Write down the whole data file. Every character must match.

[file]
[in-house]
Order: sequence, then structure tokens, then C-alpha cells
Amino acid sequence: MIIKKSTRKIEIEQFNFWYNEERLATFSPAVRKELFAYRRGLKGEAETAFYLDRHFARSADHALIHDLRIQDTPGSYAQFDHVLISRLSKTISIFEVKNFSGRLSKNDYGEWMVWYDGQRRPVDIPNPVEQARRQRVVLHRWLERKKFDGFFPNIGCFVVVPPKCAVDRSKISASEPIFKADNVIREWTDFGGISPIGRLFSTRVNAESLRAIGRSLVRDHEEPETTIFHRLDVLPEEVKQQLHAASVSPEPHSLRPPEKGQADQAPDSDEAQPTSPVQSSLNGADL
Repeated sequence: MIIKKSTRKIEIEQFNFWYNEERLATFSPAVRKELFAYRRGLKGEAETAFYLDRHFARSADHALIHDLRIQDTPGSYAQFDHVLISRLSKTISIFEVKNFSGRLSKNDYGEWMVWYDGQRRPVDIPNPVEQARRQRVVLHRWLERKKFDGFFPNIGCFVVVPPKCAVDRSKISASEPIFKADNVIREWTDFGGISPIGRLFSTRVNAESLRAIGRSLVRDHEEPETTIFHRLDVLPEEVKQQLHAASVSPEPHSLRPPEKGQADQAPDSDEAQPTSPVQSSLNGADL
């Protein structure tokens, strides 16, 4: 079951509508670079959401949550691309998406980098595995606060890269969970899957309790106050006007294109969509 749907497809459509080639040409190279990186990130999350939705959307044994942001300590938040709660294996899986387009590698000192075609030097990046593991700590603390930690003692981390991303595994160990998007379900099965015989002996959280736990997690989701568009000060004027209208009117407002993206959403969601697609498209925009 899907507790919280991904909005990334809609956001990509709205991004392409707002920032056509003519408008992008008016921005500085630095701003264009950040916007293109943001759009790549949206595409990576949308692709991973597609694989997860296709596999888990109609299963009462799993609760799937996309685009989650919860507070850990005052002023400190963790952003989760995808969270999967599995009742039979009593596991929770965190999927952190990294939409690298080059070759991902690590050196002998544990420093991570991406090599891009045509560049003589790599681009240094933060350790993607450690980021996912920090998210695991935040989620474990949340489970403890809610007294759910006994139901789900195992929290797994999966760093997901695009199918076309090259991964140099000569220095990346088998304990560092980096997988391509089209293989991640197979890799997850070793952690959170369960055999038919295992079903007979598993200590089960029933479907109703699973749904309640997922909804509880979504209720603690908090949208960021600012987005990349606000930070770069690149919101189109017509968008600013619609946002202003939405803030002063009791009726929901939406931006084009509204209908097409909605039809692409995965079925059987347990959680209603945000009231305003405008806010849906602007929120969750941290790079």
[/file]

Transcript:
[in-house]
Order: sequence, then structure tokens, then C-alpha cells
Amino acid sequence: MIIKKSTRKIEIEQFNFWYNEERLATFSPAVRKELFAYRRGLKGEAETAFYLDRHFARSADHALIHDLRIQDTPGSYAQFDHVLISRLSKTISIFEVKNFSGRLSKNDYGEWMVWYDGQRRPVDIPNPVEQARRQRVVLHRWLERKKFDGFFPNIGCFVVVPPKCAVDRSKISASEPIFKADNVIREWTDFGGISPIGRLFSTRVNAESLRAIGRSLVRDHEEPETTIFHRLDVLPEEVKQQLHAASVSPEPHSLRPPEKGQADQAPDSDEAQPTSPVQSSLNGADL
Repeated sequence: MIIKKSTRKIEIEQFNFWYNEERLATFSPAVRKELFAYRRGLKGEAETAFYLDRHFARSADHALIHDLRIQDTPGSYAQFDHVLISRLSKTISIFEVKNFSGRLSKNDYGEWMVWYDGQRRPVDIPNPVEQARRQRVVLHRWLERKKFDGFFPNIGCFVVVPPKCAVDRSKISASEPIFKADNVIREWTDFGGISPIGRLFSTRVNAESLRAIGRSLVRDHEEPETTIFHRLDVLPEEVKQQLHAASVSPEPHSLRPPEKGQADQAPDSDEAQPTSPVQSSLNGADL
């Protein structure tokens, strides 16, 4: 079951509508670079959401949550691309998406980098595995606060890269969970899957309790106050006007294109969509 749907497809459509080639040409190279990186990130999350939705959307044994942001300590938040709660294996899986387009590698000192075609030097990046593991700590603390930690003692981390991303595994160990998007379900099965015989002996959280736990997690989701568009000060004027209208009117407002993206959403969601697609498209925009 899907507790919280991904909005990334809609956001990509709205991004392409707002920032056509003519408008992008008016921005500085630095701003264009950040916007293109943001759009790549949206595409990576949308692709991973597609694989997860296709596999888990109609299963009462799993609760799937996309685009989650919860507070850990005052002023400190963790952003989760995808969270999967599995009742039979009593596991929770965190999927952190990294939409690298080059070759991902690590050196002998544990420093991570991406090599891009045509560049003589790599681009240094933060350790993607450690980021996912920090998210695991935040989620474990949340489970403890809610007294759910006994139901789900195992929290797994999966760093997901695009199918076309090259991964140099000569220095990346088998304990560092980096997988391509089209293989991640197979890799997850070793952690959170369960055999038919295992079903007979598993200590089960029933479907109703699973749904309640997922909804509880979504209720603690908090949208960021600012987005990349606000930070770069690149919101189109017509968008600013619609946002202003939405803030002063009791009726929901939406931006084009509204209908097409909605039809692409995965079925059987347990959680209603945000009231305003405008806010849906602007929120969750941290790079």